Cloverfield (2008)

Cloverfield is a 2008 found footage style film brought to us by JJ Abram's production company, Bad Robot. The story centers on a group of friends running around New York City as they try to escape a large scale disaster. If you somehow have never heard of this movie, then check out the trailer. If that seems even remotely intriguing to you then you should go watch it on your own and circle back for our thoughts. If you are just now returning from this task, welcome back, and feel free to read our spoiler-filled review with impunity. 

 
 

Jake: This week we’re jumping on the ‘Cloverfield’ franchise hype freight train and… reviewing the original Cloverfield. Jack and I first saw Cloverfield as part of a pre-screening in a chemistry lecture hall. Fast forward about eight or so years, and here we are. We’re taking this Cloverfield thing from the beginning, because that’s a good place to start. We’ll get to that 10 Cloverfield Lane thing next week.

Mark: Unfortunately (fortunately) for you, dear reader, Jack is unable to uphold his sworn duty to review horror movies this week. I assume both you and Jack swore an oath, right Jake? In any case you can consider Jack’s duties shirked for the week. As usual, this means I have to swoop in and pick up the pieces. For those who haven’t taken a gander at our about page, my name is Mark and I work as the unseen but lovable behind-the-scenes editor for A-Z Horror. I’m basically the emotional glue that holds this whole thing together.

Pictured: Jack this week.

Pictured: Jack this week.

Jake:  Oh, hey Mark. Of course we swore an oath. What kind of slapdick operation do you think we’re running here? I was going to reminisce with Jack in this post about the first time we saw Cloverfield and devote some of the review to how we felt about it then vs. now, but in the same spirit I was discussing above, Jack isn’t here this week. He’s likely shit-canned drunk and urinating in a public art fixture as I write this. Or being a lawyer. I’ll go with the first though. Fuck me, right?

Mark: I always figured that’s just what Jack’s brand of justice looks like. Lawyer hard, party hard kinda thing.

Jake: Anyway, this movie starts with a title card immediately giving you quite a bit to chew on. It sets the stage for where the found footage element of this found footage film came from. ‘Cloverfield’ is a government case name designated for the recovered footage, which was pulled from an area “formerly known as Central Park”. A.KA. some real shit went down. Got it. I’m in.

Mark: That lovely spoonful of foreshadowing is then immediately followed with an early morning scene between two young lovers talking about going to Coney Island for the day as scene through the lens of a handycam. How’s that for thematic juxtaposition? Real artsy stuff. You then get a few smashcuts jumping to the “current day” where the majority of the movie takes place. It’s a bit disorienting at first, but it gets the point across that the camera belongs to a guy named Rob, his friends are throwing him a going away party, they are planning on filming it as a send-off gift. The opening scenes are from a tape that is being recorded over from a few months prior.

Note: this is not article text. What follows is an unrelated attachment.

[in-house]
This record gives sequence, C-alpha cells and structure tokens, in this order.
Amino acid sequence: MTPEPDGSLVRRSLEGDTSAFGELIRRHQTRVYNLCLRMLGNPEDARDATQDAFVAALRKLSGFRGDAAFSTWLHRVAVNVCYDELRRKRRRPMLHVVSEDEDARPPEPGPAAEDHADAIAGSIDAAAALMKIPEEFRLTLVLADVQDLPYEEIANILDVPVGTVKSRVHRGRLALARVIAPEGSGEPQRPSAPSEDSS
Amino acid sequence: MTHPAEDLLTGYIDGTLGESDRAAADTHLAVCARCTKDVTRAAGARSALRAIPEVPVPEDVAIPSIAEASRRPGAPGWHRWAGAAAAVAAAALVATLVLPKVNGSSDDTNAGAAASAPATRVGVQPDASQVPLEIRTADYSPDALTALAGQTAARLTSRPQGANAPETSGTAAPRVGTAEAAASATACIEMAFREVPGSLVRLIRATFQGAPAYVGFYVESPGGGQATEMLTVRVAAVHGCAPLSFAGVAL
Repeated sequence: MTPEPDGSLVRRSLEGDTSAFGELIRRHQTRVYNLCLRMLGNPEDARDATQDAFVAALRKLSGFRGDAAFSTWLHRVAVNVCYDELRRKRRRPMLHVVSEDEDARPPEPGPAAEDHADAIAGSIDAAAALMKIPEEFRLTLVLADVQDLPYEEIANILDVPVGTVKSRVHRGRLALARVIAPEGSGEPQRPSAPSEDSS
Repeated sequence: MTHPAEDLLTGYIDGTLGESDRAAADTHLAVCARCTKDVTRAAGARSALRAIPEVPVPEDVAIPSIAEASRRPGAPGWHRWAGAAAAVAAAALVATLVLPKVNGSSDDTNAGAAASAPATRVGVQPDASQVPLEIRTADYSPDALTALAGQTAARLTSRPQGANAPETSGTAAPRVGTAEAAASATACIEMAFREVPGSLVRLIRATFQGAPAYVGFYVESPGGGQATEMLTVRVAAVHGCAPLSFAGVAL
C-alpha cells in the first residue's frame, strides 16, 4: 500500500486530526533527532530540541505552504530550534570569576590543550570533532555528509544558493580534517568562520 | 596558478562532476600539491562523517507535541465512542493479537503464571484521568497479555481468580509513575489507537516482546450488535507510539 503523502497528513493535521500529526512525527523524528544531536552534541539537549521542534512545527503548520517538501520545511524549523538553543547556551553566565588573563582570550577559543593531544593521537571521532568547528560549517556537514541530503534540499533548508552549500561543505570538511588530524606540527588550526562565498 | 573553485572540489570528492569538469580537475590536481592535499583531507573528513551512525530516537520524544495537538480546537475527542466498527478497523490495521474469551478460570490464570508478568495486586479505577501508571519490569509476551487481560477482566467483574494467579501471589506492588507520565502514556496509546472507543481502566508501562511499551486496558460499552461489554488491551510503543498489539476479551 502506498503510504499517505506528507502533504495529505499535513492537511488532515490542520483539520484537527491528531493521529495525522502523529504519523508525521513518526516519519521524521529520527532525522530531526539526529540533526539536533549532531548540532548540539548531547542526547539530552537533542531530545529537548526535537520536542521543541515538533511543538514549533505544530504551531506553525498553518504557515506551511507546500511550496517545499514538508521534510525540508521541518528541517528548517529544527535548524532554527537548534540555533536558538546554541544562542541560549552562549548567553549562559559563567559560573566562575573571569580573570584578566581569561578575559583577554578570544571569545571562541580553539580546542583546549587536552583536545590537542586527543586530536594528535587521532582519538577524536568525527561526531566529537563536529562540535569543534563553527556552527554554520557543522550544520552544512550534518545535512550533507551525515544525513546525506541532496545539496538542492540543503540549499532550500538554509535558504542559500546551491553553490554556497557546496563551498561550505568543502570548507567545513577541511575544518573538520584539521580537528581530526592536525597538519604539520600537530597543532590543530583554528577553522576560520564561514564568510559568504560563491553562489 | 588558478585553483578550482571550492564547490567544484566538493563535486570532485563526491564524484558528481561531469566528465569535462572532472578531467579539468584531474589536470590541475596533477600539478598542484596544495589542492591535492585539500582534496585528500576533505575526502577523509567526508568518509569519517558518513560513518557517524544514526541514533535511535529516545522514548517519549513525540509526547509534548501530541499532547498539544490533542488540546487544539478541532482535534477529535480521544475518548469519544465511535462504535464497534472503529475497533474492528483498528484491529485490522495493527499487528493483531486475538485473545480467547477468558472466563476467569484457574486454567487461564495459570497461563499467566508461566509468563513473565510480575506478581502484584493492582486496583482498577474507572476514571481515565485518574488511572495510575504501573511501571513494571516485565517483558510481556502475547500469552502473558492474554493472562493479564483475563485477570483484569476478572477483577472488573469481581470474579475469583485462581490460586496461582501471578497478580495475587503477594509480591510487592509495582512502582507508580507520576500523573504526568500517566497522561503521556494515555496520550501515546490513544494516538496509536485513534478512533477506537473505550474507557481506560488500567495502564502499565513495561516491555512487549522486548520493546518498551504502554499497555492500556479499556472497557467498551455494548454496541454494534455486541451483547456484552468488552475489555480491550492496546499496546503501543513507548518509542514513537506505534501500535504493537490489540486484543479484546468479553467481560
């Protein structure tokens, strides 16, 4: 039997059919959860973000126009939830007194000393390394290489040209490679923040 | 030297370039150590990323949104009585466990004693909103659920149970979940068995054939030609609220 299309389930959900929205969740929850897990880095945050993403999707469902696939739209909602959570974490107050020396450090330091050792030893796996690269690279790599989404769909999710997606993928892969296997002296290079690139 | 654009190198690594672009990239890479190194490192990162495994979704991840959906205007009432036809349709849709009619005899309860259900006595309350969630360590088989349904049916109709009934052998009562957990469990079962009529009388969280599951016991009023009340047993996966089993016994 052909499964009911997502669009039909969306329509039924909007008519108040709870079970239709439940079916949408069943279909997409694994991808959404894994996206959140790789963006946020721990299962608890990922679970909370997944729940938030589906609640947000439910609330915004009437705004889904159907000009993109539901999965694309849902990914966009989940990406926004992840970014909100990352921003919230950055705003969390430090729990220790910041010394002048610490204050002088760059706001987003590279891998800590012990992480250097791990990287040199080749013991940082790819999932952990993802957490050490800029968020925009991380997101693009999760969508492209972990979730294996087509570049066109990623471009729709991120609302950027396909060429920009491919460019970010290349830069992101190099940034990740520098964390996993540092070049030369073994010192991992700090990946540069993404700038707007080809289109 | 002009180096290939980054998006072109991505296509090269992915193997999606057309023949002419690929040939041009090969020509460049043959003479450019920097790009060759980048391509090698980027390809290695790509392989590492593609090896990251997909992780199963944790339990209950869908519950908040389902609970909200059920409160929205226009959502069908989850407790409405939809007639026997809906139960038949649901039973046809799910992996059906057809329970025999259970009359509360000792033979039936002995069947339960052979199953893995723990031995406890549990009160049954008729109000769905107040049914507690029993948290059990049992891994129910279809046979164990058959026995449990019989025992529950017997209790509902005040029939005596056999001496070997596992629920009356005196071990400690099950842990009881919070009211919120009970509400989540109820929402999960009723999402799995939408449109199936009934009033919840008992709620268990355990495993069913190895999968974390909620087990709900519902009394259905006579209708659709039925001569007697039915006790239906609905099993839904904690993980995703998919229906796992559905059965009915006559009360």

Jake: I think it does a pretty effective job of immediately establishing the reason for filming, which is such a crucial thing for any found footage movie to keep my attention. If there’s not a good reason why a camera is involved, I’m likely out from an immersion standpoint. The movie also does a pretty effective job of introducing you to all its main characters without some ridiculous exposition thrown in.

Mark: Yup, you have Lily who planned the party, Rob’s brother Jason, and the aptly named Hud, who gets stuck carrying the camera for the whole movie. Hud is tasked with “documenting the evening” and getting “farewells” from everyone at the party. It’s through his camerawork that we are introduced to the last main character of the movie, Marlena, who Hud is totally crushing on. We are also reintroduced to Beth, the girl from the Coney Island bit. Rob likes her, but I’m pretty sure his facebook status would say that “it’s complicated.” It’s interesting, when this movie came out basically no one in the cast was a recognizable name. Now, you watch the movie and you see that Hud is TJ Miller, Lily is the chick from Gotham, and Marlena is from Masters of Sex, that show that people totally watch for the writing and for no other reason.

Jake: Yeah, and these 20-somethings are definitely doing something right. Someone has an apartment that looks like the entire floor of a goddamned building that is within eye-shot of the Statue of Liberty. Now I don’t know where in the fuck you could live in Manhattan and have that sort of field of vision, but I can guarantee it would cost more than any of these bitches make. Old money ruining this nation. It’s Wall Street’s fault.

Yeah, this is an average 20-something's apartment in Manhattan. Pretty standard stuff.

Yeah, this is an average 20-something's apartment in Manhattan. Pretty standard stuff.

Mark: I mean there’s some backstory that Rob is getting a huge promotion to move to Japan and run a company, so I’m assuming he’s an up-and-comer of sorts. Maybe he just assumed a massive pile of real estate debt, as was custom at the time. Anyways, this is the point in the movie where shit starts to go down. The partygoers feel an earthquake and see on TV that there is an overturned oil tanker in the bay, and they run up to the roof to try and see it. Presumably to take a video and post it on liveleak or something. The thing explodes and sends shrapnel flying into the city. #ThanksObama.